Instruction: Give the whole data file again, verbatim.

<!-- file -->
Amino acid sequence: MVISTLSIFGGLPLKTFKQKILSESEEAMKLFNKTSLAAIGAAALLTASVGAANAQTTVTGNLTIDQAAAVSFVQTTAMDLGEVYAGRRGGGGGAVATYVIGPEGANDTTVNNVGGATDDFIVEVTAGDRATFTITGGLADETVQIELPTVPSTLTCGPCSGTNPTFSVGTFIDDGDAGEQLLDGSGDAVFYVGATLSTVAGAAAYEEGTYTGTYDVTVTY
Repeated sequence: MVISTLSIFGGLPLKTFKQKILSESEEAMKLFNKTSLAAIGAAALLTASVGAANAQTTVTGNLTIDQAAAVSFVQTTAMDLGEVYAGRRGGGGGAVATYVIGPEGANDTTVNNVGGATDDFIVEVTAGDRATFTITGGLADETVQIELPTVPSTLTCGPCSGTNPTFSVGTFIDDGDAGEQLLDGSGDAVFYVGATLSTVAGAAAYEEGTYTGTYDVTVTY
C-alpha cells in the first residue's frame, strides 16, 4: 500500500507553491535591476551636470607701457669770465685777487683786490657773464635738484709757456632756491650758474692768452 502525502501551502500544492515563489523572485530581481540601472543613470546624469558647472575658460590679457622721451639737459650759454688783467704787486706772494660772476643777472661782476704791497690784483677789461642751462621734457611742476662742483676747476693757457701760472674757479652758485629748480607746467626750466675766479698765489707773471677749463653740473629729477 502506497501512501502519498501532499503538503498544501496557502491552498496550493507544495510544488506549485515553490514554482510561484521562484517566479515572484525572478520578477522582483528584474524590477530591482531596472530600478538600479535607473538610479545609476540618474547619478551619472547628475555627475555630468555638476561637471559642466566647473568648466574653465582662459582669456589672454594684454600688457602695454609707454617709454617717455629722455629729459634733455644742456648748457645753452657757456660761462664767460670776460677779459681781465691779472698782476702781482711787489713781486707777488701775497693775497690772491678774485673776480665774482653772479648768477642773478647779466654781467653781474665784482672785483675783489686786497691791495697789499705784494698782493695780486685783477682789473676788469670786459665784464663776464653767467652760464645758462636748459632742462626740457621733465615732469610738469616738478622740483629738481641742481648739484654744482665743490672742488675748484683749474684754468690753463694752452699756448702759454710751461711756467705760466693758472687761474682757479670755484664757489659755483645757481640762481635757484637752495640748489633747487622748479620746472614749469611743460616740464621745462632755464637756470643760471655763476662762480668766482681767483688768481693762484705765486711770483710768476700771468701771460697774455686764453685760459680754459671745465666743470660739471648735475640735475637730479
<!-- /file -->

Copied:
Amino acid sequence: MVISTLSIFGGLPLKTFKQKILSESEEAMKLFNKTSLAAIGAAALLTASVGAANAQTTVTGNLTIDQAAAVSFVQTTAMDLGEVYAGRRGGGGGAVATYVIGPEGANDTTVNNVGGATDDFIVEVTAGDRATFTITGGLADETVQIELPTVPSTLTCGPCSGTNPTFSVGTFIDDGDAGEQLLDGSGDAVFYVGATLSTVAGAAAYEEGTYTGTYDVTVTY
Repeated sequence: MVISTLSIFGGLPLKTFKQKILSESEEAMKLFNKTSLAAIGAAALLTASVGAANAQTTVTGNLTIDQAAAVSFVQTTAMDLGEVYAGRRGGGGGAVATYVIGPEGANDTTVNNVGGATDDFIVEVTAGDRATFTITGGLADETVQIELPTVPSTLTCGPCSGTNPTFSVGTFIDDGDAGEQLLDGSGDAVFYVGATLSTVAGAAAYEEGTYTGTYDVTVTY
C-alpha cells in the first residue's frame, strides 16, 4: 500500500507553491535591476551636470607701457669770465685777487683786490657773464635738484709757456632756491650758474692768452 502525502501551502500544492515563489523572485530581481540601472543613470546624469558647472575658460590679457622721451639737459650759454688783467704787486706772494660772476643777472661782476704791497690784483677789461642751462621734457611742476662742483676747476693757457701760472674757479652758485629748480607746467626750466675766479698765489707773471677749463653740473629729477 502506497501512501502519498501532499503538503498544501496557502491552498496550493507544495510544488506549485515553490514554482510561484521562484517566479515572484525572478520578477522582483528584474524590477530591482531596472530600478538600479535607473538610479545609476540618474547619478551619472547628475555627475555630468555638476561637471559642466566647473568648466574653465582662459582669456589672454594684454600688457602695454609707454617709454617717455629722455629729459634733455644742456648748457645753452657757456660761462664767460670776460677779459681781465691779472698782476702781482711787489713781486707777488701775497693775497690772491678774485673776480665774482653772479648768477642773478647779466654781467653781474665784482672785483675783489686786497691791495697789499705784494698782493695780486685783477682789473676788469670786459665784464663776464653767467652760464645758462636748459632742462626740457621733465615732469610738469616738478622740483629738481641742481648739484654744482665743490672742488675748484683749474684754468690753463694752452699756448702759454710751461711756467705760466693758472687761474682757479670755484664757489659755483645757481640762481635757484637752495640748489633747487622748479620746472614749469611743460616740464621745462632755464637756470643760471655763476662762480668766482681767483688768481693762484705765486711770483710768476700771468701771460697774455686764453685760459680754459671745465666743470660739471648735475640735475637730479